4. Obeid, R., Kasoha, M., Kirsch, S. H., Munz, W., & Herrmann, W. (2010). Concentrations of unmetabolized folic acid and primary folate forms in pregnant women at delivery and in umbilical cord blood. The American journal of clinical nutrition, 92(6), 1416-1422.
  5. Morris, M. S., Jacques, P. F., Rosenberg, I. H., & Selhub, J. (2010). Circulating unmetabolized folic acid and 5-methyltetrahydrofolate in relation to anemia, macrocytosis, and cognitive test performance in American seniors. The American journal of clinical nutrition, 91(6), 1733-1744.
  6. Sybesma, W., Starrenburg, M., Tijsseling, L., Hoefnagel, M. H., & Hugenholtz, J. (2003). Effects of cultivation conditions on folate production by lactic acid bacteria. Applied and environmental microbiology, 69(8), 4542-4548.
  7. Wang, L., Zhang, J., Guo, Z., Kwok, L., Ma, C., Zhang, W., ... & Zhang, H. (2013). The Impact of Oral Consumption of the Probiotic Lactobacillus plantarum P-8 on the Faecal Microbiota, SIgA, SCFAs and TBAs of Subjects of Different Age. Nutrition.
  8. Costa, G. N., Marcelino-Guimarães, F. C., Vilas-Bôas, G. T., Matsuo, T., & Miglioranza, L. H. S. (2014). Potential fate of ingested Lactobacillus plantarum and its occurrence in human feces. Applied and environmental microbiology, 80(3), 1013-1019.

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    […] { googletag.display('div-gpt-ad-1402751066764-0'); }); The #1 Probiotic to Support DNA and Build Blood | All Body Ecology Articles L. plantarum ist ein Teamplayer. Eine Studie aus 2013 hat festgestellt, dass L. plantarum die […]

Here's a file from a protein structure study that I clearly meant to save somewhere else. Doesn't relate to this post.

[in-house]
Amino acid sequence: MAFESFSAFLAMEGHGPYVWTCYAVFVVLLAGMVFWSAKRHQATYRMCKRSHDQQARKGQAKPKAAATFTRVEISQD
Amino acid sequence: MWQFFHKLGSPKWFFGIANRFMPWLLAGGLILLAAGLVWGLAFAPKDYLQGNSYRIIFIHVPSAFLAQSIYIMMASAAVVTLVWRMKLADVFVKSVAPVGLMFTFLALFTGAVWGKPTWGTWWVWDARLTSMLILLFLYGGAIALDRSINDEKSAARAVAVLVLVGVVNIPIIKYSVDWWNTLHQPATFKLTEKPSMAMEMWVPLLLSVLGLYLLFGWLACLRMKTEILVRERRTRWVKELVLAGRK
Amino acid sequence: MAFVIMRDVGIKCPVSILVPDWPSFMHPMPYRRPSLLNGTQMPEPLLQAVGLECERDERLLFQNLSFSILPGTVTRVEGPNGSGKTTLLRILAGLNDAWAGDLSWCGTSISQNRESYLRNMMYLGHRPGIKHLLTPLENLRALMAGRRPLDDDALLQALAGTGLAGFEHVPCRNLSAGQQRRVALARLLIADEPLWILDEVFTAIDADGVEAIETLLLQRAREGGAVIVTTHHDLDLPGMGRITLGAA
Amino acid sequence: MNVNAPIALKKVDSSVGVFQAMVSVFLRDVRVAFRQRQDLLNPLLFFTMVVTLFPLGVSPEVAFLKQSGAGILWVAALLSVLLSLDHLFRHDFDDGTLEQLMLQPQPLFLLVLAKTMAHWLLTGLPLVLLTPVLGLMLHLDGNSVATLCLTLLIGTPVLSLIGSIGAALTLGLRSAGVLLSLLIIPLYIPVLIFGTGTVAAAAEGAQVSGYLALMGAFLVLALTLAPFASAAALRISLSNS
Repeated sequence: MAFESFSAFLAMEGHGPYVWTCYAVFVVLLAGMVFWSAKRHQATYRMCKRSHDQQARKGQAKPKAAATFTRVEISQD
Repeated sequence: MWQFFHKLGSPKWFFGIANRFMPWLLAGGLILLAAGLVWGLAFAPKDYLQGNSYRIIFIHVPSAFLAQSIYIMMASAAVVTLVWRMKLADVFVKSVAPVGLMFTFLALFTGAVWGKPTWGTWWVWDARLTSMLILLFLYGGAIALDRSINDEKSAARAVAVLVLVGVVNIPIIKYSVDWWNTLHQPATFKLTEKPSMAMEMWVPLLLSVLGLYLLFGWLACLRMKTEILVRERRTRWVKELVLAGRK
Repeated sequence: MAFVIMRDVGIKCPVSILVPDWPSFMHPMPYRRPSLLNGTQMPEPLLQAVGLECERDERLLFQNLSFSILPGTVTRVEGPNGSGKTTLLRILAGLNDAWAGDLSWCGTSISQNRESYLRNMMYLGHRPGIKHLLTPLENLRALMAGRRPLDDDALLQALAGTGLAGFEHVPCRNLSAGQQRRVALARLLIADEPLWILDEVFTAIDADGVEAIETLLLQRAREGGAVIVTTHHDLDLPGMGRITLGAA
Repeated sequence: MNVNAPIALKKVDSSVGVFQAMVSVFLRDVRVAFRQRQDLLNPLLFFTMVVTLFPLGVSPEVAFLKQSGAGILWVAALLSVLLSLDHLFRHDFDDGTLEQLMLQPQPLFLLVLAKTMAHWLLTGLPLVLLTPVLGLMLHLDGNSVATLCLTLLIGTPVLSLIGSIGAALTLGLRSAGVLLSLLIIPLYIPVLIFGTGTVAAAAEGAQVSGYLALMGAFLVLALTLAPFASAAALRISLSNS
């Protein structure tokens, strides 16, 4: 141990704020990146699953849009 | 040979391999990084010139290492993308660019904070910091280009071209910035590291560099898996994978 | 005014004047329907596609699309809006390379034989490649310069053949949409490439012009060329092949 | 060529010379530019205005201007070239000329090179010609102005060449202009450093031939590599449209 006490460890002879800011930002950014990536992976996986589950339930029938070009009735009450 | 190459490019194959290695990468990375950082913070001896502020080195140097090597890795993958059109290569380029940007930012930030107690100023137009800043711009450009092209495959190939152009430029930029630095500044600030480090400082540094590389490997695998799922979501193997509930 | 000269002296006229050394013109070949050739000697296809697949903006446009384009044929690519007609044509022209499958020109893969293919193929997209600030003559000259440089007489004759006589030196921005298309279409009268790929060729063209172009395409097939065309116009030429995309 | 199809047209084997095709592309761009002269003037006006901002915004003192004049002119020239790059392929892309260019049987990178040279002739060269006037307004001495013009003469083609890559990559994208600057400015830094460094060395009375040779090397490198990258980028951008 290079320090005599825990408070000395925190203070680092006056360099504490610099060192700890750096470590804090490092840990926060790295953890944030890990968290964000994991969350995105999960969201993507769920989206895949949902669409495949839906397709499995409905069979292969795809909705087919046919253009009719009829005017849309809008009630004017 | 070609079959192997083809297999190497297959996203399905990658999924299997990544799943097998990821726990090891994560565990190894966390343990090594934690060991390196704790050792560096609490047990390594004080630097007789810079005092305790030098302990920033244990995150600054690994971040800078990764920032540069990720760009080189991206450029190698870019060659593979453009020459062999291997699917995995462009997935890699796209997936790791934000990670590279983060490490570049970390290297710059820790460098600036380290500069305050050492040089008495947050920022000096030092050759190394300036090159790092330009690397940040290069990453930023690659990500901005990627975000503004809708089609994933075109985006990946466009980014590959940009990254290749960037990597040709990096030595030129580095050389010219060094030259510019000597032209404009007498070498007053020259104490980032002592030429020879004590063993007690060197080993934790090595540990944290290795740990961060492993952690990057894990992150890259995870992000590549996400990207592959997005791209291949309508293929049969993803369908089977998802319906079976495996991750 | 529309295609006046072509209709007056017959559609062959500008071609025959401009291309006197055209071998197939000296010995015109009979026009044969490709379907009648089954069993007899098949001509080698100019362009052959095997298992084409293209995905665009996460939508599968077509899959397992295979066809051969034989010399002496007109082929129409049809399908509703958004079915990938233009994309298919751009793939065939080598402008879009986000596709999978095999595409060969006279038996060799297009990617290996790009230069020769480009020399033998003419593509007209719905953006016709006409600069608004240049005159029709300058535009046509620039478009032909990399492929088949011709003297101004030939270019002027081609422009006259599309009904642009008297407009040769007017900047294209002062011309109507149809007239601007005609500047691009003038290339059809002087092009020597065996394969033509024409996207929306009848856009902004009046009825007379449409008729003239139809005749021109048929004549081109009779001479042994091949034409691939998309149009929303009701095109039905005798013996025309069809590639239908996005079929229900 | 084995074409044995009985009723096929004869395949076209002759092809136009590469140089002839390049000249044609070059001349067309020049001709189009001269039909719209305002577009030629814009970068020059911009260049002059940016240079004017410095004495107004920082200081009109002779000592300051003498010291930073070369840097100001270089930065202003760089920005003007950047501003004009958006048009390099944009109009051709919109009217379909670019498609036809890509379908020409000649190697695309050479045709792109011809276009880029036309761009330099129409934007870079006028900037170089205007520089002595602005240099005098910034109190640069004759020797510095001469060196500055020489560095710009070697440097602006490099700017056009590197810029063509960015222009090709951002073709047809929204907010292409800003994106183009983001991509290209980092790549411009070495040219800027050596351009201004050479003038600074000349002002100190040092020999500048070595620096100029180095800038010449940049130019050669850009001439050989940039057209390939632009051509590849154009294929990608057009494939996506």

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Information and statements regarding dietary supplements/products have not been evaluated by the Food and Drug Administration and are not intended to diagnose, treat, cure, or prevent any disease. Information on this website is provided for informational purposes only and is a result of years of practice and experience by the author. This information is not intended as a substitute for the advice provided by your physician or other healthcare professional or any information contained on or in any product label or packaging. Do not use the information on this website for diagnosing or treating a health problem or disease, or prescribing medication or other treatment. Always speak with your physician or other healthcare professional before taking any medication or nutritional, herbal, or homeopathic supplement, or using any treatment for a health problem. If you have or suspect that you have a medical problem, contact your healthcare provider promptly. Do not disregard professional medical advice or delay in seeking professional advice because of something you have read on this website.